R. Arthur N. Lurvey, M.D.
Dear Dr. Lurvey,
I have been studying the E&M guidelines for my specialty for 3 hours so far today. Here are my questions regarding a comprehensive physical examination:
1. Do I still get credit for documenting a required element if the patient refuses this part of the exam or is uncooperative for this type of exam as long as I document that this is the case?
2. I am supposed to document at least one element in each unshaded box, but for some organ systems, no elements are identified: i.e. Genitourinary, Musculoskeletal. What do I do here?
3. Can I get credit if I perform and document more elements in one unshaded box as substitution for documenting fewer required elements in another unshaded box, if it is more clinically relevant for a given patient?
4. If there is already a specialist examining the patient in another organ system, say cardiology, can I defer to this specialist's expertise as long as I agree with their exam and document that I agree?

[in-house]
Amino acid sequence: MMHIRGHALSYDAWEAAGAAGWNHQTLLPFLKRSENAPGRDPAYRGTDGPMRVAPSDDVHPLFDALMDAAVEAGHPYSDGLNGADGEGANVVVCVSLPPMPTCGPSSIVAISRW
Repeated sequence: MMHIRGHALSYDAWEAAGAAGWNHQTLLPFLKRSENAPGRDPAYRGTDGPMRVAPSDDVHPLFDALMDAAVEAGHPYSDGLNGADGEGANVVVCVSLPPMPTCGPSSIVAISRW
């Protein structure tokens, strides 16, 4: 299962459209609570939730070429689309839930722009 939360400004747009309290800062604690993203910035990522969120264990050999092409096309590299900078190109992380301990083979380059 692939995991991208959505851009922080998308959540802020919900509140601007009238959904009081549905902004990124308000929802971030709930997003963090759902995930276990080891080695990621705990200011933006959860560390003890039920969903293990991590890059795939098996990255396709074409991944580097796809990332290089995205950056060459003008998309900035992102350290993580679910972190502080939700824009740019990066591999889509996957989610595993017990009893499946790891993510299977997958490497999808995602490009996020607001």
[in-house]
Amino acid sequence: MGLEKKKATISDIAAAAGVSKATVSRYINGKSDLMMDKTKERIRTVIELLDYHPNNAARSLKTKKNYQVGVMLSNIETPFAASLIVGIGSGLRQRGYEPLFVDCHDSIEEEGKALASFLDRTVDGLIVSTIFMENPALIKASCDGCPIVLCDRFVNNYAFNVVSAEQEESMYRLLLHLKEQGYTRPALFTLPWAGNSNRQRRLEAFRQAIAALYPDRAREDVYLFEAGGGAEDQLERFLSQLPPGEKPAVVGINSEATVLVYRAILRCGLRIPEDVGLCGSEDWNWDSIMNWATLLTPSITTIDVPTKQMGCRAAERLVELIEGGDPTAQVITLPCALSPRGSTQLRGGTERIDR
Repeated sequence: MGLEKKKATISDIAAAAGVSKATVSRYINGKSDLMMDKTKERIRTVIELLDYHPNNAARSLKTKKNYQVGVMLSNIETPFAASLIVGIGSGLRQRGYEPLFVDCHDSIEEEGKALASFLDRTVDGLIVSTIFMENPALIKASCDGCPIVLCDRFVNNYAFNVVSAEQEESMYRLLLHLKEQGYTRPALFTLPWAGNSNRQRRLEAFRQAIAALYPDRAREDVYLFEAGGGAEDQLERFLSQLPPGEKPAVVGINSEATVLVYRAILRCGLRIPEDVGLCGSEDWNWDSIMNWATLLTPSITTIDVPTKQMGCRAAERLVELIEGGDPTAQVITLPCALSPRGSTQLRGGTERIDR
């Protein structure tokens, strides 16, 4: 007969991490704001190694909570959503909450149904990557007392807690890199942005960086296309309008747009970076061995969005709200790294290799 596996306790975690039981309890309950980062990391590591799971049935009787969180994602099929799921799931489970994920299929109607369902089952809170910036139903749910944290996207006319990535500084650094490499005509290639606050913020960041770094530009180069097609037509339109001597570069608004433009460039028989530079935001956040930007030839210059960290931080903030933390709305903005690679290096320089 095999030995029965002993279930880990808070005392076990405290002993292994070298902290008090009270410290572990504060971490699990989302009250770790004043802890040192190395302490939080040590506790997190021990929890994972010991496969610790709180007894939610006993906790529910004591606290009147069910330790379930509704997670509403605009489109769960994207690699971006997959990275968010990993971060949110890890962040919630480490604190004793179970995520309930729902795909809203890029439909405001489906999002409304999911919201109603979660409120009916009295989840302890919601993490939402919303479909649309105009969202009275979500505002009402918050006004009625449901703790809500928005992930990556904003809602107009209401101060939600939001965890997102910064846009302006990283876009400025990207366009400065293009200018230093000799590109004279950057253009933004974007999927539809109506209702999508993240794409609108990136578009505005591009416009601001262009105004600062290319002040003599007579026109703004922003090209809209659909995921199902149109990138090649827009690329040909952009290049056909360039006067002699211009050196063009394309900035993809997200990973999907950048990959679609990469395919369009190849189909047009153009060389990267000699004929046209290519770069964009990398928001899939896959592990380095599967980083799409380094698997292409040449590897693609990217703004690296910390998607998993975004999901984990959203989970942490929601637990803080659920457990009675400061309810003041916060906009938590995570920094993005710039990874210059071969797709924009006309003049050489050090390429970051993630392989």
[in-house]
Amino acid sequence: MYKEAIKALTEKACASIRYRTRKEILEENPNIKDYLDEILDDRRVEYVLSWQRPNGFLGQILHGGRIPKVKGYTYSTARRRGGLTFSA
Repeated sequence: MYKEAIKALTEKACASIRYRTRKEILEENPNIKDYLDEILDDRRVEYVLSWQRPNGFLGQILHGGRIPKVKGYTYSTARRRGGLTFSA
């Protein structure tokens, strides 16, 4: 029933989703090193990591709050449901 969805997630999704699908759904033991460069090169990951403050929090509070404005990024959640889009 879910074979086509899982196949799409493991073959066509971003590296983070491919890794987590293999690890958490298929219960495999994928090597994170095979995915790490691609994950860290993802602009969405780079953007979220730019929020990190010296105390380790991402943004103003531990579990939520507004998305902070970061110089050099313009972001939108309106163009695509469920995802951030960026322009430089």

5. I realize after all my study, that previously, I have performed enough elements to qualify for a comprehensive exam, but have not documented to this level since it is so irrelevant to do so. This type of documentation also clutters up the medical record. Therefore, I was actually undercoding. When I typed up my comprehensive hospital note it came out to be 6-12 pages long depending on the patient. Should I include a Table of Contents?
I have enclosed copies of my other 4 letters to which you have not yet responded so that you can respond more easily, all at once. I there is a specific person at HCFA that you recommend, please let me know and I will address my many questions and problems with Medicare to them.
Linda Wilson, M.D.
CC. Jane Orient AAPS